Resources for Gardening and Climate Change

(See here for resources on climate change in general)

  • Recent scientific literature (chronological; descending order)


Ko, Y. (2018). Trees and vegetation for residential energy conservation: A critical review for evidence-based urban greening in North America. Urban Forestry & Urban Greening. 34, 318-335.

Excerpt: “This review demonstrates that there is ample conceptual and empirical evidence to support trees’ energy saving benefits, especially the assertion “urban trees cool houses”, albeit with considerable variation in the magnitude of impacts and with a caution about how to carefully
interpret these benefits.”


Cleveland, D. A., Phares, N., Nightingale, K. D., Weatherby, R. L., Radis, W., Ballard, J., … Wilkins, K. (2017). The potential for urban household vegetable gardens to reduce greenhouse gas emissions. Landscape and Urban Planning, 157, 365–374.

Nowak, D. J., Appleton, N., Ellis, A., & Greenfield, E. (2017). Residential building energy conservation and avoided power plant emissions by urban and community trees in the United States. Urban Forestry & Urban Greening21, 158-165.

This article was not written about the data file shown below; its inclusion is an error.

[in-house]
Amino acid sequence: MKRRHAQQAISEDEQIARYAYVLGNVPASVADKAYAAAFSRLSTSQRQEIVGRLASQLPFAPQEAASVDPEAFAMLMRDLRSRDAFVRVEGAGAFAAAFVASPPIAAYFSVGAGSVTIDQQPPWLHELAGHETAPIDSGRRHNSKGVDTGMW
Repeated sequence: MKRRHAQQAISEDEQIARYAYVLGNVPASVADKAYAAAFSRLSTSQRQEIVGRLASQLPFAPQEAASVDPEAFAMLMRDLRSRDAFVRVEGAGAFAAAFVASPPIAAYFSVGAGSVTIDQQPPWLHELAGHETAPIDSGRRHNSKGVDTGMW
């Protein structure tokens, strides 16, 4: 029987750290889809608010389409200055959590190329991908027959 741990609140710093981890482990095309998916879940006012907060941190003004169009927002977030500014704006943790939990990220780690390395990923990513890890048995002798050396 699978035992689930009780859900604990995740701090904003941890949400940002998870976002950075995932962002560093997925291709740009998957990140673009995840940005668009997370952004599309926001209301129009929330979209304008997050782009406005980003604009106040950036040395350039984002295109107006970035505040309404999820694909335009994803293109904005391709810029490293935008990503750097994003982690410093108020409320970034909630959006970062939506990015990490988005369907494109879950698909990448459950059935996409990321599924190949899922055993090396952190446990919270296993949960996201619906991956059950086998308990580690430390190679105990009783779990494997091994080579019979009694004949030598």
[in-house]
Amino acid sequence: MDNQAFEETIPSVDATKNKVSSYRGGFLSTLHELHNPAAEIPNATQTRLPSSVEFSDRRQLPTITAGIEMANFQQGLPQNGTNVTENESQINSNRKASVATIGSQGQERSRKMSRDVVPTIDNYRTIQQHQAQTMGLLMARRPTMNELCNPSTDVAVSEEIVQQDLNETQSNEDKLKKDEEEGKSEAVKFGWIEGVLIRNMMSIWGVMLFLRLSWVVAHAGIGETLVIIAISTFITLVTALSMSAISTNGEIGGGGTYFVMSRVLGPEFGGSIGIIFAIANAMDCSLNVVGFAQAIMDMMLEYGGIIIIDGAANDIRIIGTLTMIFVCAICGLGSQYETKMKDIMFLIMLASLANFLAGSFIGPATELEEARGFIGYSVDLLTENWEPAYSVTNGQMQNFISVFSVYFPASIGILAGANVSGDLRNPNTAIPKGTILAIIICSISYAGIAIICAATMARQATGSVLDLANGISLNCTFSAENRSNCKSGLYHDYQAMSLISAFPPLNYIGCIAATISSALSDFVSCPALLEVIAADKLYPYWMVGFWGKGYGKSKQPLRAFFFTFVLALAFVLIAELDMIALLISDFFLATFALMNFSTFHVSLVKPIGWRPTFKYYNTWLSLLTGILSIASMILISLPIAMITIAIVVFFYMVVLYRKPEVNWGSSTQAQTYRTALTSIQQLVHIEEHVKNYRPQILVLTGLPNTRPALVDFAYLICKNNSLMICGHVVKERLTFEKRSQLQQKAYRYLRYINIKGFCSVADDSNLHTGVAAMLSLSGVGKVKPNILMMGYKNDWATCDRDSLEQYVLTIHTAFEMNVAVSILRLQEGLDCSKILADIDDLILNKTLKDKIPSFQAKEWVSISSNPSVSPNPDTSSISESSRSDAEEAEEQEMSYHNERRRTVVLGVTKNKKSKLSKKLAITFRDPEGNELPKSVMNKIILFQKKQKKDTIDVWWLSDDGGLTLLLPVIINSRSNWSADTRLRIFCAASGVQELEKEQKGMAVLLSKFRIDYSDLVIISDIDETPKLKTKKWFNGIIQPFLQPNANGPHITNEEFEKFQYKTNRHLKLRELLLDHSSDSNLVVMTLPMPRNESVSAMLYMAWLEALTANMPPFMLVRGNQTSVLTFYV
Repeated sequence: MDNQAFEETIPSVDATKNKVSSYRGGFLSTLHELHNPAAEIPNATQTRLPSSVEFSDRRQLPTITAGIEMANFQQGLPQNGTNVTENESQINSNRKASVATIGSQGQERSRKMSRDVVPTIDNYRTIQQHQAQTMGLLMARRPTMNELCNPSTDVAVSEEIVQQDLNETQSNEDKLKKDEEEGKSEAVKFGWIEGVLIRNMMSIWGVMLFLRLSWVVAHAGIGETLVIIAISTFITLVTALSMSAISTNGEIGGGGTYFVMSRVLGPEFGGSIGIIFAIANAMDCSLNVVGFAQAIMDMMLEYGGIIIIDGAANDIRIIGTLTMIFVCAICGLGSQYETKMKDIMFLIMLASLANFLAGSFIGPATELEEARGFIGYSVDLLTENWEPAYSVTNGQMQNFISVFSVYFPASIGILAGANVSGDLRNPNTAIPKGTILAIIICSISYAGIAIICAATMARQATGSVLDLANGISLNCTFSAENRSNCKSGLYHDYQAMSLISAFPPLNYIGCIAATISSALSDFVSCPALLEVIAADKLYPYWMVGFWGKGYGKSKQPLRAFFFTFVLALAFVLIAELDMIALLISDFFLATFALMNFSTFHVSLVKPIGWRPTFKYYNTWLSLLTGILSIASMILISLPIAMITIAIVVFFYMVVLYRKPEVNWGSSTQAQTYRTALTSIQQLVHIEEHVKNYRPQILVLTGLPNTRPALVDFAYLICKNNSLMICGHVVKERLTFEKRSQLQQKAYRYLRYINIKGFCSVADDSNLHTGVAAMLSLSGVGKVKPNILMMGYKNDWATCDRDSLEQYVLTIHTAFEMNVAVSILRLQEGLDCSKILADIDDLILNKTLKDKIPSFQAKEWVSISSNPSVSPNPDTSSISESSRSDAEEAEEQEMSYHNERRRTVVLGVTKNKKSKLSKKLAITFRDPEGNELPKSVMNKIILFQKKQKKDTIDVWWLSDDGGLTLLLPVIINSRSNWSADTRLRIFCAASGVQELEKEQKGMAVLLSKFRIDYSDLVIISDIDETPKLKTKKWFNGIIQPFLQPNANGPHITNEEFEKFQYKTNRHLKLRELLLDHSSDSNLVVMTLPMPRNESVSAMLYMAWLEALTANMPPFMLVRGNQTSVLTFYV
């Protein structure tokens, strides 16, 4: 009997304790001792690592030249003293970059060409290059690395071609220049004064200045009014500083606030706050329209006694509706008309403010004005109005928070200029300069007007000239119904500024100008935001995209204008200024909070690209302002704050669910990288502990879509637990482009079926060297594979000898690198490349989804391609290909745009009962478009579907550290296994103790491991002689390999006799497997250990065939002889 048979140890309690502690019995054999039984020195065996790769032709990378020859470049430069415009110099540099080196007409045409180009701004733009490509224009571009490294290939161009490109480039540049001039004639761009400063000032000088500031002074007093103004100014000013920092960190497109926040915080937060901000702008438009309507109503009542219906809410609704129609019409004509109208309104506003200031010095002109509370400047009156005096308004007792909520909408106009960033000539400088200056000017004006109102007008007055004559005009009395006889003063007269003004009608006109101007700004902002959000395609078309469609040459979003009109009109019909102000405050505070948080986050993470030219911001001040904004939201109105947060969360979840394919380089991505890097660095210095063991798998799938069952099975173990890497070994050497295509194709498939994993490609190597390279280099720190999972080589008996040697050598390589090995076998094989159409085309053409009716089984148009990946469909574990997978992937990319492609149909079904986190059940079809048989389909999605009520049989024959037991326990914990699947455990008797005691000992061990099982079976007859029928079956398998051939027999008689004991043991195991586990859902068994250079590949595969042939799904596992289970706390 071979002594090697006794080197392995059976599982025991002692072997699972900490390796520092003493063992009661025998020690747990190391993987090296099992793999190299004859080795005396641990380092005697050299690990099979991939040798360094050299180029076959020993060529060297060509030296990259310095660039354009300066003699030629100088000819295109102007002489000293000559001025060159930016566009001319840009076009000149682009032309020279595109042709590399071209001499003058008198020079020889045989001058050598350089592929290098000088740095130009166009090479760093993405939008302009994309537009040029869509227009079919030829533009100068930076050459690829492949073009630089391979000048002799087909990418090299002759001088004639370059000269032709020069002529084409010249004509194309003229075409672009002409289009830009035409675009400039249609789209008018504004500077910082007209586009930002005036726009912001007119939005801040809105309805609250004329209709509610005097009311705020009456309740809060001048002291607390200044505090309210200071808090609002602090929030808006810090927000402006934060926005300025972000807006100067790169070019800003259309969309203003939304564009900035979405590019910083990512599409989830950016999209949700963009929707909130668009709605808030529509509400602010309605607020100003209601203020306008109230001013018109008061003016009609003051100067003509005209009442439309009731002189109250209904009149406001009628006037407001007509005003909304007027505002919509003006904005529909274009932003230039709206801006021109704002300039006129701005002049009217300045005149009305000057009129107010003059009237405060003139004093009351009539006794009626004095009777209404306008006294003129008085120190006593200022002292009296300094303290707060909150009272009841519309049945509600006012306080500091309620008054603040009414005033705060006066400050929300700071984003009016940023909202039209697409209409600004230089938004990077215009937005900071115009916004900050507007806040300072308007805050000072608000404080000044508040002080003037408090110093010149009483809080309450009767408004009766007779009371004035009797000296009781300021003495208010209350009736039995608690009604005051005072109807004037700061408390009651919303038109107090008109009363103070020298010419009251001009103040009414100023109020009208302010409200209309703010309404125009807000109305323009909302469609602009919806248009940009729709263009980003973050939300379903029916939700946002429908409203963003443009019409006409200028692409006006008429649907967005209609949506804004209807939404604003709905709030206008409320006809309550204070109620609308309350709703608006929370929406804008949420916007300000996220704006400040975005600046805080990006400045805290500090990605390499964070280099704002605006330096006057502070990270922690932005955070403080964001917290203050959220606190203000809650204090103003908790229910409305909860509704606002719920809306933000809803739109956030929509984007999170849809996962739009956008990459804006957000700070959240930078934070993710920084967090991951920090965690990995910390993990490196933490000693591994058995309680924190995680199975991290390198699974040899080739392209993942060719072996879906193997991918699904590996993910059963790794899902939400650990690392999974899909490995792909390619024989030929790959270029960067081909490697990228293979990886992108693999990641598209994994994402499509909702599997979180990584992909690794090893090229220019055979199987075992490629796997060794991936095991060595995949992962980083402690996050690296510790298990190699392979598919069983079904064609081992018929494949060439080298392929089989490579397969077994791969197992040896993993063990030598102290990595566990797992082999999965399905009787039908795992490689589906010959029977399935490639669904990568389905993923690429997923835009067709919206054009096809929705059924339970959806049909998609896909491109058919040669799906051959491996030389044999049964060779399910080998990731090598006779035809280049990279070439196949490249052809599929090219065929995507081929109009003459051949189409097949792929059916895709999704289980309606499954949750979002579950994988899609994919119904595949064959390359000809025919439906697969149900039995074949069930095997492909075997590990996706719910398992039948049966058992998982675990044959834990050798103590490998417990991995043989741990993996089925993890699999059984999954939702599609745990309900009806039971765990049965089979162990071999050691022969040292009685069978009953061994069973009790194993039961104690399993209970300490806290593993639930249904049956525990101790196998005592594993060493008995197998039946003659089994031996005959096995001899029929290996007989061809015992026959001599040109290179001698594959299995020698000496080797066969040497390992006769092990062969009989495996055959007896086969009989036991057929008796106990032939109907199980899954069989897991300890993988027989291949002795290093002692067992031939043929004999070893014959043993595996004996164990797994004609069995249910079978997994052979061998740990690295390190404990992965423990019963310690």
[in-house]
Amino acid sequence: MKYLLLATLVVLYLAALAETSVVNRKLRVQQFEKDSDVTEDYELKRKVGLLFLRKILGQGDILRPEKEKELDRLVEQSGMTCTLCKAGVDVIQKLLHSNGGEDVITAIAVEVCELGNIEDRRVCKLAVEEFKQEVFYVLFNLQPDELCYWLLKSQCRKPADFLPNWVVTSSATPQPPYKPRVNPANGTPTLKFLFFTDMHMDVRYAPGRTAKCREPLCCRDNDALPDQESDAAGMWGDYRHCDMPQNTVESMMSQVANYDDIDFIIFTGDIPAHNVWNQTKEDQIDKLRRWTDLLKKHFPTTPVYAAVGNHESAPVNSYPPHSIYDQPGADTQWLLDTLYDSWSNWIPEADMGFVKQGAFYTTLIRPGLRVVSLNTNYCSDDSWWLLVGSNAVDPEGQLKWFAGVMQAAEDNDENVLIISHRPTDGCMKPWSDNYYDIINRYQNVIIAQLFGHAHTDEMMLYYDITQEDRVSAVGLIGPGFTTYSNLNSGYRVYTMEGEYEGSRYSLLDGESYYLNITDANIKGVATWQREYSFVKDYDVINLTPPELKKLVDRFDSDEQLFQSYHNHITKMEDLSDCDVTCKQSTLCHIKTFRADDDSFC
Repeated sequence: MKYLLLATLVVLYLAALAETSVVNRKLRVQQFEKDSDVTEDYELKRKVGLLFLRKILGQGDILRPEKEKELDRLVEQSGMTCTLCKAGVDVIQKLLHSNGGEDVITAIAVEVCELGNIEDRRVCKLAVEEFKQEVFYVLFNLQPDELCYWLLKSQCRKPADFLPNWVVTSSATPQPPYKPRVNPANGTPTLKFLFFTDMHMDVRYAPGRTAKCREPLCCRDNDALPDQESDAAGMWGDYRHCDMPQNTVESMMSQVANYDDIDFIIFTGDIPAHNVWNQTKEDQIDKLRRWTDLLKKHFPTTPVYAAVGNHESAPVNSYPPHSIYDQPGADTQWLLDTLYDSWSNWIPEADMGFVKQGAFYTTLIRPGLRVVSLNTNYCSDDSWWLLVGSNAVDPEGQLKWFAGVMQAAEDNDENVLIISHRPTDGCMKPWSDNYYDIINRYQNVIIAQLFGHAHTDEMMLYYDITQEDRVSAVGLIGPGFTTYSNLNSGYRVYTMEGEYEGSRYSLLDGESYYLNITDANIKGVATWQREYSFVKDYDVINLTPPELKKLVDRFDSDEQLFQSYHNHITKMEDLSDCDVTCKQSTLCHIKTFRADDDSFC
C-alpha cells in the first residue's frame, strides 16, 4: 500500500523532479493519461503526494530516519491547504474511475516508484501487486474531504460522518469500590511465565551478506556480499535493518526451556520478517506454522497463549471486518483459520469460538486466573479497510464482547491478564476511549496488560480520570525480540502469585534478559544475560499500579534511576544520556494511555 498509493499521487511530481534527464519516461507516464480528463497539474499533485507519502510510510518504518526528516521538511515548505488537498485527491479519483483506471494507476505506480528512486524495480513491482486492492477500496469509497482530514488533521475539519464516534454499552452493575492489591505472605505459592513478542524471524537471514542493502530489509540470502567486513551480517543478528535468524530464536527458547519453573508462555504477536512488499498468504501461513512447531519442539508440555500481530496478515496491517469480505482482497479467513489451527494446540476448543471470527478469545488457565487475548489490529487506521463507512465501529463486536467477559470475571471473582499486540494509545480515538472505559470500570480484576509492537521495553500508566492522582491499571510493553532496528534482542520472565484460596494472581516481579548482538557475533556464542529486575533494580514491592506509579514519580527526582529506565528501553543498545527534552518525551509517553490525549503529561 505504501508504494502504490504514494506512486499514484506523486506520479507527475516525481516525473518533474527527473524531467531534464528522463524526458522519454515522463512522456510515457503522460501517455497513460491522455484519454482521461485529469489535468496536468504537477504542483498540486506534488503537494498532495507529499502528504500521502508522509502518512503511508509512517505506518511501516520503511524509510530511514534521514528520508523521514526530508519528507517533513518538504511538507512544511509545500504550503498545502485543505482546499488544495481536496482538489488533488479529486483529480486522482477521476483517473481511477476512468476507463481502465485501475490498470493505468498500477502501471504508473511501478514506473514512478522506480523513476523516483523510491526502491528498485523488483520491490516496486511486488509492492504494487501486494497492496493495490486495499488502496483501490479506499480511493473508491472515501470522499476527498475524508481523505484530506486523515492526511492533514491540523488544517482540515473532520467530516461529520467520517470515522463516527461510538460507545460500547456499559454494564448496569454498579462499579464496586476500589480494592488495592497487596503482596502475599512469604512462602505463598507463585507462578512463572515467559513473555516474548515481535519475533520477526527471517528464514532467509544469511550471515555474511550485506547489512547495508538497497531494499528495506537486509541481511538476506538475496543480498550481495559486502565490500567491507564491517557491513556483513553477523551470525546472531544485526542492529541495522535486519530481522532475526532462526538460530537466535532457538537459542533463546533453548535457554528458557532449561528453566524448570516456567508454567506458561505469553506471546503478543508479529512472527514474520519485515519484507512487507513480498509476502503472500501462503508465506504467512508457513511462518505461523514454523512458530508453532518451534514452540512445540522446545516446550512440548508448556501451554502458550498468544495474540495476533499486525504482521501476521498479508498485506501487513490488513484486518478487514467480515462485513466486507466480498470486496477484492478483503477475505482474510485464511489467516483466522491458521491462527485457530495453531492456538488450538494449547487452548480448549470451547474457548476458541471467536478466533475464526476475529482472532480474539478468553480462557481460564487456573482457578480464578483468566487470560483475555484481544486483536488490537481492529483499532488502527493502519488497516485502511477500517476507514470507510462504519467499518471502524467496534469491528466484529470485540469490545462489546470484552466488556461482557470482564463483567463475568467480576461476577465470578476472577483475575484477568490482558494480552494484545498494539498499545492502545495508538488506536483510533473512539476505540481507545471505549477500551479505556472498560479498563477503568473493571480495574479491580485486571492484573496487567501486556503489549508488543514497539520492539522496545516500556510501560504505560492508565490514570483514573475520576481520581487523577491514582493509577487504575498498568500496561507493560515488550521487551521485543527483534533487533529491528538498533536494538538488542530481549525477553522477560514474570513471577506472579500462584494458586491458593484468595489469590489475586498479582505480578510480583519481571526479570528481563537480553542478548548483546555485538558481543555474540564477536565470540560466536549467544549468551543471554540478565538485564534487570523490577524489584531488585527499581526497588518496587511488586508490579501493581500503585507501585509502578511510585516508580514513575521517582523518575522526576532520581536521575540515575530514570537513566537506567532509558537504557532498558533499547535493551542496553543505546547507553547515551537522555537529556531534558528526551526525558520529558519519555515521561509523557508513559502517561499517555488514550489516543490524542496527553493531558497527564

Excerpt: Modeling tree effects on residential building energy use in urban/community areas in the United States reveals annual energy savings for space conditioning of about 7.2 percent, valued at $7.8 billion. 


Urban Forest Webinars – Forest Service

Various topics, including climate change, presented by urban forest experts.


Visscher, R. S., Nassauer, J. I., & Marshall, L. L. (2016). Homeowner preferences for wooded front yards and backyards: Implications for carbon storage. Landscape and Urban Planning, 146, 1–10. doi:10.1016/j.landurbplan.2015.09.001 (click here)

Matthew R. Jorgensen. (2016). Vulnerability to Climate Change: Assessing Trees on the University of Oregon Campus. University of Oregon. (click here)

Abebe Nigussie, Thomas W.KuyperSander BruunAndreasde Neergaard (2016). Vermicomposting as a technology for reducing nitrogen losses and greenhouse gas emissions from small-scale composting.  Journal of Cleaner Production,  139, 429-439.


Johnston, M. R., Balster, N. J., & Zhu, J. (2015). Impact of Residential Prairie Gardens on the Physical Properties of Urban Soil in Madison, Wisconsin. Journal of Environment Quality.doi:10.2134/jeq2015.02.0093 (click here)


Whittinghill, L. J., Rowe, D. B., Schutzki, R., & Cregg, B. M. (2014). Quantifying carbon sequestration of various green roof and ornamental landscape systems. Landscape and Urban Planning, 123, 41–48.